In every way. I can’t think of an area in marketing that technology hasn’t changed in some way. From research to social media to everything in between, technology is omnipresent and essential to today’s marketers. Technology has enabled marketers to better identify our target audiences, track their behavior across the spectrum of touch points, provide customized offerings to our clients, work faster to move our audiences through the sales funnel, build better products based on real-time feedback, engage with customers on their preferred medium and much more. However, for all its benefits, I think technology can also be a crutch that we rely on too much at times. Like any tool, it should be used for a specific purpose, but not over relied upon to do everything for us. The human element still provides the competitive advantage to take all the benefits and insights technology offers and decide how and when they should be used.
How do you see big data influencing marketing in 2017? Any trends that you expect to see?
Big data has already played a tremendous role in helping marketers provide personalized offerings for their clients and respond quickly to changes in the industry. Yet I think it has also led to a loss of creativity in marketing. In today’s world, marketers are measuring every single thing with tools and systems trying to find an underlying analytical theme. This is leading to an abundance of data that doesn’t necessarily have any meaning or practical application. With a profusion of automated services collecting information, I think marketers have reached a point of saturation. For instance, we don’t need 25,000 data points about a consumer; we need the 12 that matter in their purchase journey. I think marketers will soon realize the need to distill the most important insights from data being collected and to use it to develop thoughtful, actionable, creative strategies to engage and reach their target audiences more effectively.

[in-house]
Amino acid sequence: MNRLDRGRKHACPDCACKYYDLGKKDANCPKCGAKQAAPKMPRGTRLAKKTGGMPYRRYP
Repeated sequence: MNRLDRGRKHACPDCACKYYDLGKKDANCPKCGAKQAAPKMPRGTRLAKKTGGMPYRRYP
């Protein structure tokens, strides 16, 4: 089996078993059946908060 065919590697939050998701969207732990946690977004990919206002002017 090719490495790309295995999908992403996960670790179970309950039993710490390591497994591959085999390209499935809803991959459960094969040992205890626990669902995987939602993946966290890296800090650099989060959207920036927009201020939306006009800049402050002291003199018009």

What role do you believe artificial intelligence will play in marketing?
Let’s take chatbots as an example of artificial intelligence in marketing. While there will still be a place for chatbots, companies will be much more selective about using them. Many companies have implemented these AI programs, but in some areas, they hurt the customer experience. Though automation technologies will still be used in marketing, I don’t think chatbots will be applied unilaterally. Companies are realizing that human interaction is still crucial to engaging consumers and sustaining relationships with the ones they already have. As far as virtual reality goes, it definitely has made a major splash, but I’m not sure how it leads to sales conversion, particularly in retail. For example, when consumers use Oculus devices in-store, they might be interested in purchasing that specific VR device, but it rarely leads to lateral purchases for clothes, electronics, etc. There’s a gap between correlating the VR experience between general interest and purchase intent. It’s also an incredibly expensive marketing tactic to employ.